The Queen is dead. Long live the King. And with him come many changes, some big, some small. Yes, we'll get new coins, notes and stamps — all of this is well documented. But what are the little changes we'll see around London over the coming days, weeks and months?
Updated pub boards
"What's the oldest pub in London" is a perennial debate with no clear answer. The candidate pubs are easy to spot, though, as they usually keep a list of reigns outside their premises, to show off just how many kings and queens the place has notionally 'seen'.
The most famous is probably Ye Olde Cheshire Cheese on Fleet Street. It proudly displays two monarchical lists, one on its Fleet Street frontage and one beside its alleyway entrance. Neither had yet been updated on our visit on 12 September. These begin with Charles II (in whose reign the pub was supposedly rebuilt after the Great Fire) and stop (for the time being) at Elizabeth II. There's space for Charles III and one of his successors, after which a new sign, or an extension, will be needed. (Given the eccentric typesetting, it might be best to start from scratch right now.)
The Prospect of Whitby in Wapping has a similar list, which claims origins in the reign of Henry VIII. It has space for Charles III, but not his presumed successor William V.
QCs to KCs at the Inns of Court
Anyone learned enough in law to become a Queen's Counsel (QC) saw their job title change instantaneously on 8 September. All are now known as King's Counsels (KCs). A KC is a senior trial lawyer, the type who wear silk gowns and fancy wigs.
This change in postnomial will have little effect on the appearance of London. However, if you head into any of the Inns of Court, such as Middle or Inner Temple, you'll find lists of those who work within each chamber. Most include the name of a QC, which will now have to be edited. We had a scout around on 12 September to see if we could find London's most nimble lawyer, but without success.
Royal warrant switcheroos
We've all seen the royal warrants on our breakfast cereal, ketchup bottles and, um, fishing tackle. These are awarded to companies who regular supply senior royal households with goods or services.
If you walk around the posher end of town (i.e. St James's and Mayfair) you'll often see colourful plaques on display, which boast of the royal patronage. Now we have a new monarch and a new Prince of Wales, many of these markers will need updating.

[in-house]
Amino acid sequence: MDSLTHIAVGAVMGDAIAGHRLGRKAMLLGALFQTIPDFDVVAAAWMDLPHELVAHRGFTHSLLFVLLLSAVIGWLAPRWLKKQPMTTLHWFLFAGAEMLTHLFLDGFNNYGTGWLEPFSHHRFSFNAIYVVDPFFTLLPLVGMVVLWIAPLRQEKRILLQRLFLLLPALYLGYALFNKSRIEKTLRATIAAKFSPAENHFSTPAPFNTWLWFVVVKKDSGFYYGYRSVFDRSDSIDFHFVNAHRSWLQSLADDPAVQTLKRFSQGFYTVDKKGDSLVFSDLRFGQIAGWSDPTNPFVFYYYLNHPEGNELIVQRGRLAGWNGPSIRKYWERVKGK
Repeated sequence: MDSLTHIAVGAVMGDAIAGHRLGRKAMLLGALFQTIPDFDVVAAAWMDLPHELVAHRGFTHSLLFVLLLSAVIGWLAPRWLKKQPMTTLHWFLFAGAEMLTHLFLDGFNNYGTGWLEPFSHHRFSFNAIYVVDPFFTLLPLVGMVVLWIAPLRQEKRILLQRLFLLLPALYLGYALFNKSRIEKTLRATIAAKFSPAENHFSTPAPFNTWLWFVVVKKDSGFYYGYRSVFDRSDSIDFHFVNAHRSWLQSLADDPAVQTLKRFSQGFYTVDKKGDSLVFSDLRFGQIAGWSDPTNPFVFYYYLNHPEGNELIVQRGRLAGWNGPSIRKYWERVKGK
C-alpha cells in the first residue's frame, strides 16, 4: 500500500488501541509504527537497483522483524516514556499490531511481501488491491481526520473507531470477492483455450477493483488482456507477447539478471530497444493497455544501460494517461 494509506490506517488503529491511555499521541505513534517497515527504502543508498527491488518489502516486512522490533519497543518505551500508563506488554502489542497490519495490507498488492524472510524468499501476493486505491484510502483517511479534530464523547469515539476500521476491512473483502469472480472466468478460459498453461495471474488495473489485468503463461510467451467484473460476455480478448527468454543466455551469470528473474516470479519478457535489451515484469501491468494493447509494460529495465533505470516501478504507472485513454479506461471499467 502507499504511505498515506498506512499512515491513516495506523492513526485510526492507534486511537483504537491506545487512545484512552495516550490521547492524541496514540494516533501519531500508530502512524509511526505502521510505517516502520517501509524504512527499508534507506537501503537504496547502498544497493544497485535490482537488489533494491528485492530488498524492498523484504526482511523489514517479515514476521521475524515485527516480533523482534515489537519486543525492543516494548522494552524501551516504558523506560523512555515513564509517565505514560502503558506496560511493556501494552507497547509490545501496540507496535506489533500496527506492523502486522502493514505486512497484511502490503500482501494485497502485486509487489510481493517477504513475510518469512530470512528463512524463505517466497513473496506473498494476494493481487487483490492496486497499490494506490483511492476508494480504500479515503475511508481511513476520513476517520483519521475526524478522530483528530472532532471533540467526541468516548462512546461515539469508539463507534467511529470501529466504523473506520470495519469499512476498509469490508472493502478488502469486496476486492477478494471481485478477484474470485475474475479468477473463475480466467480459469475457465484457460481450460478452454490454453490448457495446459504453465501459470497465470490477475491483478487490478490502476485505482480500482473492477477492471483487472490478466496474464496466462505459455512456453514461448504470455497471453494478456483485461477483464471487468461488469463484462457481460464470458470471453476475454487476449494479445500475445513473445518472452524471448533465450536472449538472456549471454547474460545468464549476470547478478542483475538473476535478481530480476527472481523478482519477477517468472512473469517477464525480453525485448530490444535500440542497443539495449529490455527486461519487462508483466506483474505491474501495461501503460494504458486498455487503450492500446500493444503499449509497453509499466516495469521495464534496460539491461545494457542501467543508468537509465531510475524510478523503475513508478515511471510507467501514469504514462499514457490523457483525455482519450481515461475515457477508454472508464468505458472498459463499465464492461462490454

Charles III post boxes
Every monarch since Victoria has experienced the unending joy of seeing their initials on a post box. Known as the 'royal cypher', the initials tell you under whose reign the box was installed. Even Edward VIII, an uncrowned king whose reign lasted less than a year, has a small number about town. Thanks to her long reign, Elizabeth II has more post boxes than any other monarch.
See also: The evolution of the post box.
It's unlikely any existing post boxes will be adapted for Charles. Rather, we'll see his initials rolled out on to any new boxes. Expect a big PR (or should that be CR?) fanfare when the very first Charles pillar appears on the streets.
Royal Mail insignia
All Royal Mail depots, vans and even uniforms are emblazoned with the Queen's crown, and most vehicles also carry the EIIR cypher. This will gradually change, to show the King's Crown and an updated cypher.
The difference between the Queen's and King's Crowns is fairly subtle, but you might find the Royal Mail logo looks a little bit unusual the first time you see a Charles version. A Queen's crown has two clear arches, while the King's is more of a dome shape.
Charles III police helmets
The other place we'll see a change of insignia is on the uniforms of police officers and similar personnel. Most police helmets currently carry the EIIR cypher, as well as the Queen's crown. These will change to CIIIR and a King's crown in due course.
Various institutions with links to the monarchy have now changed name, so expect signage to shift at some point soon. Her Majesty's Prisons are now His Majesty's. We now pay our taxes to His Majesty's Revenue and Customs. HMS Belfast, if said out in full, would now be His Majesty's Ship Belfast (although given it's now a museum ship and not a military vessel, this may be stretching things).
One London landmark that definitely will see a name change is Her Majesty's Theatre on Haymarket. It was known as His Majesty's Theatre until Elizabeth's Accession in 1952, and will return to that name at "an appropriate time" now we once again have a King.
A statue of Queen Elizabeth
London is almost certain to get a statue of the Queen, and probably sooner rather than later. For years, it's been rumoured that the Fourth Plinth in Trafalgar Square is held in reserve for such a memorial. Another contender might be Green Park, scene of many of the floral tributes in the days following Elizabeth's death (it's also blessed with fewer memorials than the other Royal Parks).
Some would argue that she deserves something truly grand, like the Victoria memorial in front of Buckingham Palace. Only time will tell. For now, you can see statues of Elizabeth close to London in both Windsor and Gravesend.
This article has considered the physical changes we'll see on London's streets. As you'll already be aware, the contents of our pockets will also change. Coins, notes and stamps will eventually bear the countenance of Charles III, once an official portrait has been signed off. Also, new passports will be framed in the legalese of HIS Britannic Majesty (though your old one referring to Her Britannic Majesty is still valid).
And, of course, the National Anthem has already changed to God Save the King. A full one-sixth of the words to the first verse have now changed thanks to Queen -> King and the accompanying pronoun switch.
All images by Matt Brown unless otherwise stated.